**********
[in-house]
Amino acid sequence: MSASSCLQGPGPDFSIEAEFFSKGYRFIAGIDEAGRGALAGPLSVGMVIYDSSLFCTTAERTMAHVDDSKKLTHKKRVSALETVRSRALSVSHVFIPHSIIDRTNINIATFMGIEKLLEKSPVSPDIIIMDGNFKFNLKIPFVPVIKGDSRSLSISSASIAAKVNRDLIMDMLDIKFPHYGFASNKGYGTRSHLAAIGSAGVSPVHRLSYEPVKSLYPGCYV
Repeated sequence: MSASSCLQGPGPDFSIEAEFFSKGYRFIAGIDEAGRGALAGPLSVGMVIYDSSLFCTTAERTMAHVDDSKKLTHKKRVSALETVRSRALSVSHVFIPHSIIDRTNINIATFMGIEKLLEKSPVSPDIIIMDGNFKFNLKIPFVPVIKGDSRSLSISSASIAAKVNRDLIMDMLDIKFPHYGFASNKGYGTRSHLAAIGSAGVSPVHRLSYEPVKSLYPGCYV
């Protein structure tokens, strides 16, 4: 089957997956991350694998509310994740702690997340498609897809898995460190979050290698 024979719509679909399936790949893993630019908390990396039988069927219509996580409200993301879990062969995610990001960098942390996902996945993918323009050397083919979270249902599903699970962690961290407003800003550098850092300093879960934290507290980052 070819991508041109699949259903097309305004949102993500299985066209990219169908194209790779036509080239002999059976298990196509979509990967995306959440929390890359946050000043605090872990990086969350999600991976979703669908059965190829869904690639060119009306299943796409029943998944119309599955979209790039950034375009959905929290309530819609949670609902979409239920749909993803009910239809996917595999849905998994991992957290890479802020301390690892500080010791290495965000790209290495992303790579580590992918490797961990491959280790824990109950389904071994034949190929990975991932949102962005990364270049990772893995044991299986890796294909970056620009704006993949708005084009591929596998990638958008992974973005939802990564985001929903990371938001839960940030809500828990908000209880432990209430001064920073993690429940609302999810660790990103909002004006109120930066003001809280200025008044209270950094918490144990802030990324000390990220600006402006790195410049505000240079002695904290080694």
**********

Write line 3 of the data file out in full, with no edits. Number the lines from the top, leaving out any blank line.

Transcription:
Repeated sequence: MSASSCLQGPGPDFSIEAEFFSKGYRFIAGIDEAGRGALAGPLSVGMVIYDSSLFCTTAERTMAHVDDSKKLTHKKRVSALETVRSRALSVSHVFIPHSIIDRTNINIATFMGIEKLLEKSPVSPDIIIMDGNFKFNLKIPFVPVIKGDSRSLSISSASIAAKVNRDLIMDMLDIKFPHYGFASNKGYGTRSHLAAIGSAGVSPVHRLSYEPVKSLYPGCYV